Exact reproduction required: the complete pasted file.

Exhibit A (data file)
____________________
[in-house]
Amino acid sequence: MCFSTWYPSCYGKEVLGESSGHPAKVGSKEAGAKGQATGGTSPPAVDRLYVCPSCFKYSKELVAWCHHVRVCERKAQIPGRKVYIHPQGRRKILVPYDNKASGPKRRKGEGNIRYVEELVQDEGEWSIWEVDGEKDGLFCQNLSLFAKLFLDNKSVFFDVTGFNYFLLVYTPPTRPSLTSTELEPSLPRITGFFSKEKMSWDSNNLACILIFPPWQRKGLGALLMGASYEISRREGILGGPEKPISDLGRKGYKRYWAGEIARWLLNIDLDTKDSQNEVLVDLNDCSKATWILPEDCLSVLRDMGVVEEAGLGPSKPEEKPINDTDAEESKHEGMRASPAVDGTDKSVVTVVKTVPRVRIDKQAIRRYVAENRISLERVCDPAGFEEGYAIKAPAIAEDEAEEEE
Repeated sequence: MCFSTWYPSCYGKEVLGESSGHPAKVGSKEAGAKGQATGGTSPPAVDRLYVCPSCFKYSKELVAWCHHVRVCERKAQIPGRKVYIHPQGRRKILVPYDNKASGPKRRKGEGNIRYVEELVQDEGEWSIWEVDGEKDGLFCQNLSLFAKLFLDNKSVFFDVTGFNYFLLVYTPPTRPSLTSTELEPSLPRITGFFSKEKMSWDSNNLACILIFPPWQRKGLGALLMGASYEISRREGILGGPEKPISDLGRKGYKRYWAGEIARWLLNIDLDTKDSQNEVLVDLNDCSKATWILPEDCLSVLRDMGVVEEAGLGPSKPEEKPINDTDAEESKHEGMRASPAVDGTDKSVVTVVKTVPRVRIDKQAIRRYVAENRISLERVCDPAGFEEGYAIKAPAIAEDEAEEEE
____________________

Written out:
[in-house]
Amino acid sequence: MCFSTWYPSCYGKEVLGESSGHPAKVGSKEAGAKGQATGGTSPPAVDRLYVCPSCFKYSKELVAWCHHVRVCERKAQIPGRKVYIHPQGRRKILVPYDNKASGPKRRKGEGNIRYVEELVQDEGEWSIWEVDGEKDGLFCQNLSLFAKLFLDNKSVFFDVTGFNYFLLVYTPPTRPSLTSTELEPSLPRITGFFSKEKMSWDSNNLACILIFPPWQRKGLGALLMGASYEISRREGILGGPEKPISDLGRKGYKRYWAGEIARWLLNIDLDTKDSQNEVLVDLNDCSKATWILPEDCLSVLRDMGVVEEAGLGPSKPEEKPINDTDAEESKHEGMRASPAVDGTDKSVVTVVKTVPRVRIDKQAIRRYVAENRISLERVCDPAGFEEGYAIKAPAIAEDEAEEEE
Repeated sequence: MCFSTWYPSCYGKEVLGESSGHPAKVGSKEAGAKGQATGGTSPPAVDRLYVCPSCFKYSKELVAWCHHVRVCERKAQIPGRKVYIHPQGRRKILVPYDNKASGPKRRKGEGNIRYVEELVQDEGEWSIWEVDGEKDGLFCQNLSLFAKLFLDNKSVFFDVTGFNYFLLVYTPPTRPSLTSTELEPSLPRITGFFSKEKMSWDSNNLACILIFPPWQRKGLGALLMGASYEISRREGILGGPEKPISDLGRKGYKRYWAGEIARWLLNIDLDTKDSQNEVLVDLNDCSKATWILPEDCLSVLRDMGVVEEAGLGPSKPEEKPINDTDAEESKHEGMRASPAVDGTDKSVVTVVKTVPRVRIDKQAIRRYVAENRISLERVCDPAGFEEGYAIKAPAIAEDEAEEEE